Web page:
The third theme evident in this special issue is the broadening of the definition of the arts. Jianfeng Jiang's paper “Structural determinants of household art expenditure” goes beyond art as a publicly funded endeavour, and investigates the very profitable world of fine art retailing. By examining US census data, Jiang demonstrates that quite a small number of socio-demographic, environmental and marketing variables explain quite a large percentage of variation in household art expenditure. Also within the realm of highly profitable arts, Tony Patterson and Stephen Brown explore the variety of ways that consumers read Harry Potter books.
Patterson and Brown's “Never tickle a sleeping bookworm: how readers devour Harry Potter” work illustrates the kaleidoscopic variety of ways in which art is consumed. The paper argues that consumers actually seek a wide range of benefits from the arts rather than purely aesthetic benefits, and consequently they consume arts in diverse and interesting ways. There is an equally wide range of reasons why people do not consume arts. Pandora L. Kay, Emma Wong and Michael Jay Polonsky's “Marketing cultural attractions: understanding non-attendance and visitation barriers” addresses the question of why people do not attend arts and cultural attractions. This paper identifies a variety of barriers to participation, but more importantly indicates that these barriers are interconnected, thus presenting a more complex picture of non-participation than previously identified.
Underlying both arts marketing theory and practice is arts marketing research. Traditionally informed by fairly limited research usually based on audience surveys, arts marketing academics and practitioners are now adopting methods of enquiry that are, fittingly, more creative. The research methods used within this special issue range from census data analysis (Jiang), through case studies (Pervan) to in-depth interviews (White, Hede and Rentschler) and introspection (Patterson and Brown). Such creative methods are necessary to support the new directions that arts marketers are going in, as they allow for a much deeper insight into the complexities of arts marketing and consumption than the methods that have historically been used.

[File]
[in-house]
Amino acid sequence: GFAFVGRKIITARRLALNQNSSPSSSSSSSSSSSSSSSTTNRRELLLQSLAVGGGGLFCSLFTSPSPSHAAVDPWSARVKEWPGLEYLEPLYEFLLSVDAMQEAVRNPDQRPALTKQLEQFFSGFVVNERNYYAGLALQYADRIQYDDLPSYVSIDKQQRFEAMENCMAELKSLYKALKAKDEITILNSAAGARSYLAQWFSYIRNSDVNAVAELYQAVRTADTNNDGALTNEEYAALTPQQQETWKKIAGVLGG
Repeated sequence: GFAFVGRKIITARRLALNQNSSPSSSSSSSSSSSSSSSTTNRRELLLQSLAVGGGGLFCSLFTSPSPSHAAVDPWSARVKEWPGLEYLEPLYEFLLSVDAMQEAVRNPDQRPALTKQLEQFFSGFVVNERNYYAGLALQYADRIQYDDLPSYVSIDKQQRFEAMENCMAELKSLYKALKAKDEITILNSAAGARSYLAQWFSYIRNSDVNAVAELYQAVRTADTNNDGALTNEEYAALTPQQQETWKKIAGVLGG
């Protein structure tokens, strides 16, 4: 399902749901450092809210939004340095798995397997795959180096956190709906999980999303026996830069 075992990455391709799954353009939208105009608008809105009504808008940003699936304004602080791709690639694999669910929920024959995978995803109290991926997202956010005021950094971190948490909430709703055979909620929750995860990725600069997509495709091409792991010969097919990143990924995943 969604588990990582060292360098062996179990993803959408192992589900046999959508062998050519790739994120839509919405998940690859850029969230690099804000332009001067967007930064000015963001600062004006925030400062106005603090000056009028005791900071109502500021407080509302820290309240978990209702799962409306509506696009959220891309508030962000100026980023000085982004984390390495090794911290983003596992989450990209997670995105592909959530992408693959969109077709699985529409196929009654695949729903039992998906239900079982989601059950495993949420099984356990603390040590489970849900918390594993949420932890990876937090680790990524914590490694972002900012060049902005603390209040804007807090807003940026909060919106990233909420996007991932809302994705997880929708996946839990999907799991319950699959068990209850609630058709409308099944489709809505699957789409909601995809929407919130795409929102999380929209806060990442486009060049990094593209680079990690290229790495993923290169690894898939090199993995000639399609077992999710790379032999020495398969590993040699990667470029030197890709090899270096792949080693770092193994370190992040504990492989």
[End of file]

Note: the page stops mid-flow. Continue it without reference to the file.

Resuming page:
Finally, it is widely accepted that defining art is a complex philosophical issue which presents a number of challenges for the arts marketer (Carey, 2005). Indeed, Macaulay and Dennis (2006) argue that marketing theory is of limited value to the arts marketer and needs further research and development to align with the complexity of the artistic product. It is evident from this special issue that steps are being taken to overcome the problem of marketing art, with new lines of academic enquiry being explored to challenge current orthodoxy and to build a new knowledge base. Judging by the papers in this special issue and the growing interest in the arts marketing field more generally, the future is bright for both the academic community and, perhaps more importantly, the arts marketing practitioner.
Noel Dennis, Gretchen Larsen, Michael MacaulayGuest Editors
Carey, J. (2005), What Good Are the Arts?, Faber and Faber, London
Dennis, N. and Macaulay, M.J. (2003), “Jazz and marketing planning”, Journal of Strategic Marketing, Vol. 11 No. 3, pp. 177–86
Dennis, N. and Macaulay, M.J. (2007), “Miles ahead – using jazz to investigate improvisation and market orientation”, European Journal of Marketing, Vol. 41 Nos 5/6, pp. 608–23
Fillis, I. (2000), “The endless enigma or the last self portrait – implications for the future of marketing”, in Brown, S. and Patterson, A. (Eds), Imagining Marketing: Art, Aesthetics and the Avant Garde, Routledge, London, pp. 52–72
Fillis, I. and Rentschler, R. (2008), “Exploring metaphor as an alternative marketing language”, European Business Review, Vol. 20 No. 6, pp. 492–514
Macaulay, M.J. and Dennis, N.K. (2006), “Jazz a philosophical problem for marketing”, Marketing Review, Vol. 6 No. 2, pp. 137–49
Moorman, C. and Miner, A.S. (1998), “The convergence of planning and execution: improvisation in new product development”, Journal of Marketing, Vol. 62 No. 3, pp. 1–20
Venkatesh, A. and Meamber, L. (2008), “The aesthetics of consumption and the consumer as an aesthetic subject”, Consumption Markets and Culture, Vol. 11 No. 1, pp. 45–70